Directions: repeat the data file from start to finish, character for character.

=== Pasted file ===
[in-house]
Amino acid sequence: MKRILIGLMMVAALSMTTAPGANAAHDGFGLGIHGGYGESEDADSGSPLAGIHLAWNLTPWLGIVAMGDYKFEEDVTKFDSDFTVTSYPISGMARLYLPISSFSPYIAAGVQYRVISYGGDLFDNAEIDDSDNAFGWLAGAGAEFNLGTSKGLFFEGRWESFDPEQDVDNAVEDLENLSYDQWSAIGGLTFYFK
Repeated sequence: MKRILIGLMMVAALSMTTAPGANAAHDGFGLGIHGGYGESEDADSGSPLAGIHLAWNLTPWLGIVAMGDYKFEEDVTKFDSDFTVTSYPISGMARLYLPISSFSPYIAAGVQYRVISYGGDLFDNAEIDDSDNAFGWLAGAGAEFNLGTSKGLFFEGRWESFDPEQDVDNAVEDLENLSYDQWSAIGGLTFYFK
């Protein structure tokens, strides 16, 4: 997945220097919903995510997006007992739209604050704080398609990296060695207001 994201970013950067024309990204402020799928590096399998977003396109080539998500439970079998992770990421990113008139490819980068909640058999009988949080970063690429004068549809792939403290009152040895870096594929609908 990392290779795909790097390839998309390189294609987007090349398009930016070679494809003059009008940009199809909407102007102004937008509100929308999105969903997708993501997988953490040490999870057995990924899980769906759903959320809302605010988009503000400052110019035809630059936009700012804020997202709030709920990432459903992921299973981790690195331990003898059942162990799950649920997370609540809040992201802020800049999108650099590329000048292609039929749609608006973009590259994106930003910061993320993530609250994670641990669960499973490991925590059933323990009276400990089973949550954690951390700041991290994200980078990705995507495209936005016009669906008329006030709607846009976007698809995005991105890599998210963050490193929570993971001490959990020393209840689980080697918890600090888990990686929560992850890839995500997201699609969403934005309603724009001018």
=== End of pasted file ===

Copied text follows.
[in-house]
Amino acid sequence: MKRILIGLMMVAALSMTTAPGANAAHDGFGLGIHGGYGESEDADSGSPLAGIHLAWNLTPWLGIVAMGDYKFEEDVTKFDSDFTVTSYPISGMARLYLPISSFSPYIAAGVQYRVISYGGDLFDNAEIDDSDNAFGWLAGAGAEFNLGTSKGLFFEGRWESFDPEQDVDNAVEDLENLSYDQWSAIGGLTFYFK
Repeated sequence: MKRILIGLMMVAALSMTTAPGANAAHDGFGLGIHGGYGESEDADSGSPLAGIHLAWNLTPWLGIVAMGDYKFEEDVTKFDSDFTVTSYPISGMARLYLPISSFSPYIAAGVQYRVISYGGDLFDNAEIDDSDNAFGWLAGAGAEFNLGTSKGLFFEGRWESFDPEQDVDNAVEDLENLSYDQWSAIGGLTFYFK
């Protein structure tokens, strides 16, 4: 997945220097919903995510997006007992739209604050704080398609990296060695207001 994201970013950067024309990204402020799928590096399998977003396109080539998500439970079998992770990421990113008139490819980068909640058999009988949080970063690429004068549809792939403290009152040895870096594929609908 990392290779795909790097390839998309390189294609987007090349398009930016070679494809003059009008940009199809909407102007102004937008509100929308999105969903997708993501997988953490040490999870057995990924899980769906759903959320809302605010988009503000400052110019035809630059936009700012804020997202709030709920990432459903992921299973981790690195331990003898059942162990799950649920997370609540809040992201802020800049999108650099590329000048292609039929749609608006973009590259994106930003910061993320993530609250994670641990669960499973490991925590059933323990009276400990089973949550954690951390700041991290994200980078990705995507495209936005016009669906008329006030709607846009976007698809995005991105890599998210963050490193929570993971001490959990020393209840689980080697918890600090888990990686929560992850890839995500997201699609969403934005309603724009001018």